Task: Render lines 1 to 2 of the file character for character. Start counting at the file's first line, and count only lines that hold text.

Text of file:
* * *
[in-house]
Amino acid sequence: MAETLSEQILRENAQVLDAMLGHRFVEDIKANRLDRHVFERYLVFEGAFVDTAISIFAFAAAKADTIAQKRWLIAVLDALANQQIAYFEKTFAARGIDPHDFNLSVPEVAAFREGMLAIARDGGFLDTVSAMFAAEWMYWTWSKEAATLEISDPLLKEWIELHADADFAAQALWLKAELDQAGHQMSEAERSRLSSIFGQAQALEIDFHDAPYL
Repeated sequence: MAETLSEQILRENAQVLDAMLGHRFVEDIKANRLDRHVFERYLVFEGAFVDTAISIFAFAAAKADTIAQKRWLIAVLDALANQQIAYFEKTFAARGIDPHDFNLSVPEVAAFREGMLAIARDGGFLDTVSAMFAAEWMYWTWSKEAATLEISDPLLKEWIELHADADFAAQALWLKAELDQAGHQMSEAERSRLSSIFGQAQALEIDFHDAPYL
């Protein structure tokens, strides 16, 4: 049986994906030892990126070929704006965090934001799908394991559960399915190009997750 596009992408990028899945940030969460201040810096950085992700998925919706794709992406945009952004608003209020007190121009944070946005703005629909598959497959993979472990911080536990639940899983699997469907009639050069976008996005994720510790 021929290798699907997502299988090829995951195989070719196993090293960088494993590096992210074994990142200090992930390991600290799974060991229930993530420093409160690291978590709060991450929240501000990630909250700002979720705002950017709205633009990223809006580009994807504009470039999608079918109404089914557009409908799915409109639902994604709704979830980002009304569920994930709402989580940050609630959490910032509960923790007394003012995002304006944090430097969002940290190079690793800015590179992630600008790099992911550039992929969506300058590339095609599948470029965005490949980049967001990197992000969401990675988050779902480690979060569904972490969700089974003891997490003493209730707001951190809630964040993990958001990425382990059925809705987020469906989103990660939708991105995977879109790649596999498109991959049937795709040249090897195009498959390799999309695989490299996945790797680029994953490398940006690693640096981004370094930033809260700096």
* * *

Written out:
[in-house]
Amino acid sequence: MAETLSEQILRENAQVLDAMLGHRFVEDIKANRLDRHVFERYLVFEGAFVDTAISIFAFAAAKADTIAQKRWLIAVLDALANQQIAYFEKTFAARGIDPHDFNLSVPEVAAFREGMLAIARDGGFLDTVSAMFAAEWMYWTWSKEAATLEISDPLLKEWIELHADADFAAQALWLKAELDQAGHQMSEAERSRLSSIFGQAQALEIDFHDAPYL